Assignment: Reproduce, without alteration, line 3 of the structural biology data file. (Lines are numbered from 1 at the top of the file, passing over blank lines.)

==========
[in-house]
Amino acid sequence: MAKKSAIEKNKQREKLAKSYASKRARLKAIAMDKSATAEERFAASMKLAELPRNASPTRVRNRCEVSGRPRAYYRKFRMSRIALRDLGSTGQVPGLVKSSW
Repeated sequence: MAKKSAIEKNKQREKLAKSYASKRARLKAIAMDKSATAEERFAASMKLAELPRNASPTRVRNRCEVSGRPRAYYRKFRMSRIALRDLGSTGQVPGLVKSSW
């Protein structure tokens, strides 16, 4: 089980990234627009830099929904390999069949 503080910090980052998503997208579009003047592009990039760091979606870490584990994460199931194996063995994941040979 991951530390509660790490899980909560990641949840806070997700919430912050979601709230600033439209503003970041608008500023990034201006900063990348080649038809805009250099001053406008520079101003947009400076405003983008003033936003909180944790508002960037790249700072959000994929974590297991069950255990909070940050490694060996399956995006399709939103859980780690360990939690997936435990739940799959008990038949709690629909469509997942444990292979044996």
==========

Repeated sequence: MAKKSAIEKNKQREKLAKSYASKRARLKAIAMDKSATAEERFAASMKLAELPRNASPTRVRNRCEVSGRPRAYYRKFRMSRIALRDLGSTGQVPGLVKSSW